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Trayvon vs. Tyrone: Why Racial Stories Are a Bad Idea

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Besides, the Tulsa case is more about crime than race. Look at this picture: the people gathered to talk about this crime with a member of the Tulsa Crime Commission, neighbors of the Straits, are white and black. In fact, of nine neighbors visible in the photo, five are black. Blacks, percentage-wise, are more often the victims of violent crimes than whites -- largely because they live in poor neighborhoods, where, not surprisingly, the perpetrators, too, are black, and not surprisingly, mostly young.

But here's another photo from that same neighborhood meeting -- in this shot, all you see are white faces. Get the problem? Depending on what you see, that's what you get.

We All Lose

The point is, you can take virtually any high-profile story and create a cause celebre to suit your own perspective, prejudices, agenda. Identifying the bad guys depends on your point of view: Racism is the problem; people of another color are the problem; guns are the culprit, guns are our salvation. On and on it goes.

But one thing is certain: these kinds of stories keep ordinary Americans at each other's throats. And in this state of mind, we -- all of us -- are susceptible to manipulation by cynical political operators, who exploit inter-ethnic tensions to lure segments of the public to certain policies and candidates. In the end, the winners are those who stoke the animosities of ordinary people so as to advance their own objectives -- which often result in the election of politicians whose principal missions have nothing to do with ordinary people but everything to do with the corporate funders behind them. Just ask Karl Rove. How he must be smiling over the latest political equivalent of professional wrestling.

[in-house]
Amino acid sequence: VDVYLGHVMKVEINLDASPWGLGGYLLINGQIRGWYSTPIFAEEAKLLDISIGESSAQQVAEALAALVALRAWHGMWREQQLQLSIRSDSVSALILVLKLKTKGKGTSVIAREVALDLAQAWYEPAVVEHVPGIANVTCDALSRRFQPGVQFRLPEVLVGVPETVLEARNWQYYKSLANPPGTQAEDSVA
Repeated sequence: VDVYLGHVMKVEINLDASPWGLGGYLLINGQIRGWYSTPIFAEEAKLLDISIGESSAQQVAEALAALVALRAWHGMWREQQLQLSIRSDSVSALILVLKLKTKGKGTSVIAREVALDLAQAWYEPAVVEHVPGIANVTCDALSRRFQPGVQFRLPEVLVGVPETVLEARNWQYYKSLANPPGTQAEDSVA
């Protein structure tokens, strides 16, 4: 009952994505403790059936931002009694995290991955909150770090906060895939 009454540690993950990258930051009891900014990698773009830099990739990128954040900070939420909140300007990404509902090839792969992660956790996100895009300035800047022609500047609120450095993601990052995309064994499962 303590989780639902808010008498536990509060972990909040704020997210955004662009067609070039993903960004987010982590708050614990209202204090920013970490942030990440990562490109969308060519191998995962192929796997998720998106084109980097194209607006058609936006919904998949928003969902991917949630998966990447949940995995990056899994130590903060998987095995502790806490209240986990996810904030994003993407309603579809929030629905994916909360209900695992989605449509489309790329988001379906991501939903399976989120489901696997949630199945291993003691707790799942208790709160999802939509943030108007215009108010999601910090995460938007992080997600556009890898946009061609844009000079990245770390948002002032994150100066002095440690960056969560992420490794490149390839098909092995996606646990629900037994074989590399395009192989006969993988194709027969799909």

Ultimately, though, the suspicion, desperation and fear that lead to violence and loss of life largely have their roots in the dysfunction and alienation that are byproducts of the social dynamic in this country. And much of that has to do not with race but with economic opportunity. You will see very, very few middle class African Americans breaking into people's homes with murderous intent. Meanwhile, black, inner-city youths are regularly harassed by police officers pursuing "stop and frisk" policies; not surprisingly, young blacks make up a huge percentage of our prison population based largely on petty or victimless crimes like marijuana possession. African Americans in California are 12 times more likely to be imprisoned for possessing marijuana than whites, for which offense they can receive cruelly long sentences in overcrowded institutions that are rightly characterized as crime incubators.

The bigger stories are almost always traceable back to societal and structural issues. And these so often come down to who has the money and the power -- and what they do with it. While the rich get unconscionably richer, cutbacks in the "safety net" undermine such crucial underpinnings as employment and education for people toward the bottom of the socioeconomic ladder, who then lose hope and direction.

That's the never-ending story that should be properly covered and discussed. But it isn't. Because we're all too busy fighting with each other over some very meager spoils.

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Author, investigative journalist, editor-in-chief at WhoWhatWhy.com

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balanced, Russ, I just don't get it. The two stori... by GLloyd Rowsey on Tuesday, Apr 24, 2012 at 7:47:02 PM
All due respect to the author ... by Herbert Calhoun on Tuesday, Apr 24, 2012 at 10:13:19 PM